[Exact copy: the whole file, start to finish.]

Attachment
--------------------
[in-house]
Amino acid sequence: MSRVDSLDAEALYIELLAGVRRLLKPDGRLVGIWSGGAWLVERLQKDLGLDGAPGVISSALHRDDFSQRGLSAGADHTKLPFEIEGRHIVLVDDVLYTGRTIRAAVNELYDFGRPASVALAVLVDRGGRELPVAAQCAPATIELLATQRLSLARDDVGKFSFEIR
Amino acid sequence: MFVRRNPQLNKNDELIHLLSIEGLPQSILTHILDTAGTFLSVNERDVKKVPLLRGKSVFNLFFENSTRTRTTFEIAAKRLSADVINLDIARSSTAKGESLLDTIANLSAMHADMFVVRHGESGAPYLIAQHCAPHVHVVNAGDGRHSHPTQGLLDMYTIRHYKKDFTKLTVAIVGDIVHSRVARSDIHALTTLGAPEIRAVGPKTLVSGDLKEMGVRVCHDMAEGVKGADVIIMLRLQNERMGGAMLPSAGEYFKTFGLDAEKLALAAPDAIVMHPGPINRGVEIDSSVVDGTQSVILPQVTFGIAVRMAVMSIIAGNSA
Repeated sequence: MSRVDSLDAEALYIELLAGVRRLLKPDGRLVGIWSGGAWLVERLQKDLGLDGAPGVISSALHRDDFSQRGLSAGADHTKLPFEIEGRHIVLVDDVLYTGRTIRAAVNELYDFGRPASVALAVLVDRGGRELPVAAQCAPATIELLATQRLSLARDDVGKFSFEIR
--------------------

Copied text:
[in-house]
Amino acid sequence: MSRVDSLDAEALYIELLAGVRRLLKPDGRLVGIWSGGAWLVERLQKDLGLDGAPGVISSALHRDDFSQRGLSAGADHTKLPFEIEGRHIVLVDDVLYTGRTIRAAVNELYDFGRPASVALAVLVDRGGRELPVAAQCAPATIELLATQRLSLARDDVGKFSFEIR
Amino acid sequence: MFVRRNPQLNKNDELIHLLSIEGLPQSILTHILDTAGTFLSVNERDVKKVPLLRGKSVFNLFFENSTRTRTTFEIAAKRLSADVINLDIARSSTAKGESLLDTIANLSAMHADMFVVRHGESGAPYLIAQHCAPHVHVVNAGDGRHSHPTQGLLDMYTIRHYKKDFTKLTVAIVGDIVHSRVARSDIHALTTLGAPEIRAVGPKTLVSGDLKEMGVRVCHDMAEGVKGADVIIMLRLQNERMGGAMLPSAGEYFKTFGLDAEKLALAAPDAIVMHPGPINRGVEIDSSVVDGTQSVILPQVTFGIAVRMAVMSIIAGNSA
Repeated sequence: MSRVDSLDAEALYIELLAGVRRLLKPDGRLVGIWSGGAWLVERLQKDLGLDGAPGVISSALHRDDFSQRGLSAGADHTKLPFEIEGRHIVLVDDVLYTGRTIRAAVNELYDFGRPASVALAVLVDRGGRELPVAAQCAPATIELLATQRLSLARDDVGKFSFEIR